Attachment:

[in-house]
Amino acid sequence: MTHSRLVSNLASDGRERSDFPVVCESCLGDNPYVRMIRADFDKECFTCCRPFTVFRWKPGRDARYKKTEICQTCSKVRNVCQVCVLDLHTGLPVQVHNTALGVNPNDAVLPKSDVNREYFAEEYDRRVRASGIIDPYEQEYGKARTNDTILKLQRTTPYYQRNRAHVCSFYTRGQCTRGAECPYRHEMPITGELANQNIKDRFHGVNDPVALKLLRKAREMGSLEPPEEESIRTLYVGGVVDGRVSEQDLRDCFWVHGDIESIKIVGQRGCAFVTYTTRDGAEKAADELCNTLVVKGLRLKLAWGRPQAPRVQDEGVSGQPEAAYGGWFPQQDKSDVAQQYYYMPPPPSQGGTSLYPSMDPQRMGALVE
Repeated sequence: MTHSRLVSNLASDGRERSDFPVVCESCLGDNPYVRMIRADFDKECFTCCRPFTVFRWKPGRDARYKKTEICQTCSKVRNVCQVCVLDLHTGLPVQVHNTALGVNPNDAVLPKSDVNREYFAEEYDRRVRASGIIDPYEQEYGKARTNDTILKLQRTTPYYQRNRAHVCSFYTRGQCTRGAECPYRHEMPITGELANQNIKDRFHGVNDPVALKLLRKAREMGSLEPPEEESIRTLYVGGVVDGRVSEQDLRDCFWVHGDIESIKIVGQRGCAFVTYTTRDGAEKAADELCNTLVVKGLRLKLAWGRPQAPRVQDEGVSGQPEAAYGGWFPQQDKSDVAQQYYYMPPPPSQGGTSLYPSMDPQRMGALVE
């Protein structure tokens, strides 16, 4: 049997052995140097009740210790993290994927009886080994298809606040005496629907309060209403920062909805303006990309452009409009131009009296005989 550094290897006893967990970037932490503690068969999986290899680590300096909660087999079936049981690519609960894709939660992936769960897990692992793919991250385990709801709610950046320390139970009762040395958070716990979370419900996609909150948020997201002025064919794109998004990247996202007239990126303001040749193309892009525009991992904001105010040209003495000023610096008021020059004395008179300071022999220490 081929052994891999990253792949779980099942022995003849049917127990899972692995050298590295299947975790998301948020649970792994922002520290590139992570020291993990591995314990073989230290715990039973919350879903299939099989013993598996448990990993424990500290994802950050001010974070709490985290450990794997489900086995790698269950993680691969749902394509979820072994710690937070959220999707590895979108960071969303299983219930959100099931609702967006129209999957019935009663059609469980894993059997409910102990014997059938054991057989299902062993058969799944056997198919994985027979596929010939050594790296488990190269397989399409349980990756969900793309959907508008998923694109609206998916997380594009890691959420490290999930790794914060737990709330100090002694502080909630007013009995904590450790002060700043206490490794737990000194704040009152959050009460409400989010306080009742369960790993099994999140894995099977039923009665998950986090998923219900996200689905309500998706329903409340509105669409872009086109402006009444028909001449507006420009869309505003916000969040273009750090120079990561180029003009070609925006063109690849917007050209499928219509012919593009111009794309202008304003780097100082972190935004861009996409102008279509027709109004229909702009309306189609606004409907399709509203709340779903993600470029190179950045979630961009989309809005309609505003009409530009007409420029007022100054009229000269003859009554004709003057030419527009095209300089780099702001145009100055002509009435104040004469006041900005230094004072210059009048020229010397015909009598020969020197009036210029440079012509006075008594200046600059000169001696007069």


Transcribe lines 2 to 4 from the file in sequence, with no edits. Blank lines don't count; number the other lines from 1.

Amino acid sequence: MTHSRLVSNLASDGRERSDFPVVCESCLGDNPYVRMIRADFDKECFTCCRPFTVFRWKPGRDARYKKTEICQTCSKVRNVCQVCVLDLHTGLPVQVHNTALGVNPNDAVLPKSDVNREYFAEEYDRRVRASGIIDPYEQEYGKARTNDTILKLQRTTPYYQRNRAHVCSFYTRGQCTRGAECPYRHEMPITGELANQNIKDRFHGVNDPVALKLLRKAREMGSLEPPEEESIRTLYVGGVVDGRVSEQDLRDCFWVHGDIESIKIVGQRGCAFVTYTTRDGAEKAADELCNTLVVKGLRLKLAWGRPQAPRVQDEGVSGQPEAAYGGWFPQQDKSDVAQQYYYMPPPPSQGGTSLYPSMDPQRMGALVE
Repeated sequence: MTHSRLVSNLASDGRERSDFPVVCESCLGDNPYVRMIRADFDKECFTCCRPFTVFRWKPGRDARYKKTEICQTCSKVRNVCQVCVLDLHTGLPVQVHNTALGVNPNDAVLPKSDVNREYFAEEYDRRVRASGIIDPYEQEYGKARTNDTILKLQRTTPYYQRNRAHVCSFYTRGQCTRGAECPYRHEMPITGELANQNIKDRFHGVNDPVALKLLRKAREMGSLEPPEEESIRTLYVGGVVDGRVSEQDLRDCFWVHGDIESIKIVGQRGCAFVTYTTRDGAEKAADELCNTLVVKGLRLKLAWGRPQAPRVQDEGVSGQPEAAYGGWFPQQDKSDVAQQYYYMPPPPSQGGTSLYPSMDPQRMGALVE
């Protein structure tokens, strides 16, 4: 049997052995140097009740210790993290994927009886080994298809606040005496629907309060209403920062909805303006990309452009409009131009009296005989 550094290897006893967990970037932490503690068969999986290899680590300096909660087999079936049981690519609960894709939660992936769960897990692992793919991250385990709801709610950046320390139970009762040395958070716990979370419900996609909150948020997201002025064919794109998004990247996202007239990126303001040749193309892009525009991992904001105010040209003495000023610096008021020059004395008179300071022999220490 081929052994891999990253792949779980099942022995003849049917127990899972692995050298590295299947975790998301948020649970792994922002520290590139992570020291993990591995314990073989230290715990039973919350879903299939099989013993598996448990990993424990500290994802950050001010974070709490985290450990794997489900086995790698269950993680691969749902394509979820072994710690937070959220999707590895979108960071969303299983219930959100099931609702967006129209999957019935009663059609469980894993059997409910102990014997059938054991057989299902062993058969799944056997198919994985027979596929010939050594790296488990190269397989399409349980990756969900793309959907508008998923694109609206998916997380594009890691959420490290999930790794914060737990709330100090002694502080909630007013009995904590450790002060700043206490490794737990000194704040009152959050009460409400989010306080009742369960790993099994999140894995099977039923009665998950986090998923219900996200689905309500998706329903409340509105669409872009086109402006009444028909001449507006420009869309505003916000969040273009750090120079990561180029003009070609925006063109690849917007050209499928219509012919593009111009794309202008304003780097100082972190935004861009996409102008279509027709109004229909702009309306189609606004409907399709509203709340779903993600470029190179950045979630961009989309809005309609505003009409530009007409420029007022100054009229000269003859009554004709003057030419527009095209300089780099702001145009100055002509009435104040004469006041900005230094004072210059009048020229010397015909009598020969020197009036210029440079012509006075008594200046600059000169001696007069």